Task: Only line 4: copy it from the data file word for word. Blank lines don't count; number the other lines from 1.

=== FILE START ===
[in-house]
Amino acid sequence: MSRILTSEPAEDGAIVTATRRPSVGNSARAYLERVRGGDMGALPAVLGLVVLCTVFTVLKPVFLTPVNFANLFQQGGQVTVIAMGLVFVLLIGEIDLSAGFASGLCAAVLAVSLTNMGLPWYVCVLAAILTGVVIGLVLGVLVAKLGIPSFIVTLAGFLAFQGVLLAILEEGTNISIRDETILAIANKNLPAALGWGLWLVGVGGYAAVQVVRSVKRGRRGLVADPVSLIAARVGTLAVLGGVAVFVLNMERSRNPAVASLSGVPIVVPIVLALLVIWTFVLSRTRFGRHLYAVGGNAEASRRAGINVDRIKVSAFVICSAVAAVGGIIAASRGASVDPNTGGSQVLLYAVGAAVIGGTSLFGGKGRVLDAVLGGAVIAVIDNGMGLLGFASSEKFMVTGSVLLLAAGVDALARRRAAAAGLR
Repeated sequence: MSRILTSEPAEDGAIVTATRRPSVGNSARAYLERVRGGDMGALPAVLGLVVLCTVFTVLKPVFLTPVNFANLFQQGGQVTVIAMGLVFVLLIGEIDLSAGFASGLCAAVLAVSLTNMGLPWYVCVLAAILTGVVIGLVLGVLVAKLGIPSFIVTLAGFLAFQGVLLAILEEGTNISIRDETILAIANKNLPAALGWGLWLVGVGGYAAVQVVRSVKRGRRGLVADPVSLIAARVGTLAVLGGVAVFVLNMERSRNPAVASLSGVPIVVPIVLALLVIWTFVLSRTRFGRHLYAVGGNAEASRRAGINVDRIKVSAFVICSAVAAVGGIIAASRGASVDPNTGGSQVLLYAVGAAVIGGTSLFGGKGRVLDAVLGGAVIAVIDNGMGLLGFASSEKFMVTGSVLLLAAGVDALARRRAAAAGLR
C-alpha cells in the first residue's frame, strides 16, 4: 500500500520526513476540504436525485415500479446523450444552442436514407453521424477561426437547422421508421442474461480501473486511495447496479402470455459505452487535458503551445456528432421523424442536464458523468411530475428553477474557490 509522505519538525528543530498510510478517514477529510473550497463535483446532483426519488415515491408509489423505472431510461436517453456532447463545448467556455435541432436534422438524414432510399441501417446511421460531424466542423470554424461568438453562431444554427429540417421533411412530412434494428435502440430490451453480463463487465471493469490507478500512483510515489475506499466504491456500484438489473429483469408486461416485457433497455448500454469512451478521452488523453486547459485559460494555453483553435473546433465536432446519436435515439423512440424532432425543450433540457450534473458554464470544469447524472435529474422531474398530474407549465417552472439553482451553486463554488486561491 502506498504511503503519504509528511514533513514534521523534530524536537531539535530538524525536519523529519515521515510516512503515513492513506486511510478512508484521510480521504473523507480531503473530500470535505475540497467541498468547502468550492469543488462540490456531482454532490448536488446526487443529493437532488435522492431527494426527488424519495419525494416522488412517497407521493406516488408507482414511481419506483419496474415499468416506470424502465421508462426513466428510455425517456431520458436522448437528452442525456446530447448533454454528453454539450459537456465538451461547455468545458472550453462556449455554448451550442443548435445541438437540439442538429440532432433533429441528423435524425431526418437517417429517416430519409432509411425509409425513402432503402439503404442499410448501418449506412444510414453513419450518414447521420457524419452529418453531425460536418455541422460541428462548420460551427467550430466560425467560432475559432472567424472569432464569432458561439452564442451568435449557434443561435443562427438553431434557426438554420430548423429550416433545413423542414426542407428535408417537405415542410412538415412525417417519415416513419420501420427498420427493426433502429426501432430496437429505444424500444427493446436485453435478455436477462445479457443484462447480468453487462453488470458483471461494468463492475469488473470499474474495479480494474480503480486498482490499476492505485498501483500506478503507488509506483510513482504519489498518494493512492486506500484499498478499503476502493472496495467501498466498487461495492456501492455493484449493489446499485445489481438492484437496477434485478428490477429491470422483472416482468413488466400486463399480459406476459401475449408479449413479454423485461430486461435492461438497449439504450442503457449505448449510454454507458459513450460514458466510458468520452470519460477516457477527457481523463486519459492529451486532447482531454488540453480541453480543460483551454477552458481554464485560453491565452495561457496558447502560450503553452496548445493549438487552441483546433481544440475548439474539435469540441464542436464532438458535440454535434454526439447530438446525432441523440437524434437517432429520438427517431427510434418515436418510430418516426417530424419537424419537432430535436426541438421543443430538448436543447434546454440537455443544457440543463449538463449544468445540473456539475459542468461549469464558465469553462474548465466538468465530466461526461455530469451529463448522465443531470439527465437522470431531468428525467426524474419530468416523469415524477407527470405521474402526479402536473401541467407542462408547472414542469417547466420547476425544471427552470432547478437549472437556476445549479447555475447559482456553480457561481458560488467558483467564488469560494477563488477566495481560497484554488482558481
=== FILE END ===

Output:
C-alpha cells in the first residue's frame, strides 16, 4: 500500500520526513476540504436525485415500479446523450444552442436514407453521424477561426437547422421508421442474461480501473486511495447496479402470455459505452487535458503551445456528432421523424442536464458523468411530475428553477474557490 509522505519538525528543530498510510478517514477529510473550497463535483446532483426519488415515491408509489423505472431510461436517453456532447463545448467556455435541432436534422438524414432510399441501417446511421460531424466542423470554424461568438453562431444554427429540417421533411412530412434494428435502440430490451453480463463487465471493469490507478500512483510515489475506499466504491456500484438489473429483469408486461416485457433497455448500454469512451478521452488523453486547459485559460494555453483553435473546433465536432446519436435515439423512440424532432425543450433540457450534473458554464470544469447524472435529474422531474398530474407549465417552472439553482451553486463554488486561491 502506498504511503503519504509528511514533513514534521523534530524536537531539535530538524525536519523529519515521515510516512503515513492513506486511510478512508484521510480521504473523507480531503473530500470535505475540497467541498468547502468550492469543488462540490456531482454532490448536488446526487443529493437532488435522492431527494426527488424519495419525494416522488412517497407521493406516488408507482414511481419506483419496474415499468416506470424502465421508462426513466428510455425517456431520458436522448437528452442525456446530447448533454454528453454539450459537456465538451461547455468545458472550453462556449455554448451550442443548435445541438437540439442538429440532432433533429441528423435524425431526418437517417429517416430519409432509411425509409425513402432503402439503404442499410448501418449506412444510414453513419450518414447521420457524419452529418453531425460536418455541422460541428462548420460551427467550430466560425467560432475559432472567424472569432464569432458561439452564442451568435449557434443561435443562427438553431434557426438554420430548423429550416433545413423542414426542407428535408417537405415542410412538415412525417417519415416513419420501420427498420427493426433502429426501432430496437429505444424500444427493446436485453435478455436477462445479457443484462447480468453487462453488470458483471461494468463492475469488473470499474474495479480494474480503480486498482490499476492505485498501483500506478503507488509506483510513482504519489498518494493512492486506500484499498478499503476502493472496495467501498466498487461495492456501492455493484449493489446499485445489481438492484437496477434485478428490477429491470422483472416482468413488466400486463399480459406476459401475449408479449413479454423485461430486461435492461438497449439504450442503457449505448449510454454507458459513450460514458466510458468520452470519460477516457477527457481523463486519459492529451486532447482531454488540453480541453480543460483551454477552458481554464485560453491565452495561457496558447502560450503553452496548445493549438487552441483546433481544440475548439474539435469540441464542436464532438458535440454535434454526439447530438446525432441523440437524434437517432429520438427517431427510434418515436418510430418516426417530424419537424419537432430535436426541438421543443430538448436543447434546454440537455443544457440543463449538463449544468445540473456539475459542468461549469464558465469553462474548465466538468465530466461526461455530469451529463448522465443531470439527465437522470431531468428525467426524474419530468416523469415524477407527470405521474402526479402536473401541467407542462408547472414542469417547466420547476425544471427552470432547478437549472437556476445549479447555475447559482456553480457561481458560488467558483467564488469560494477563488477566495481560497484554488482558481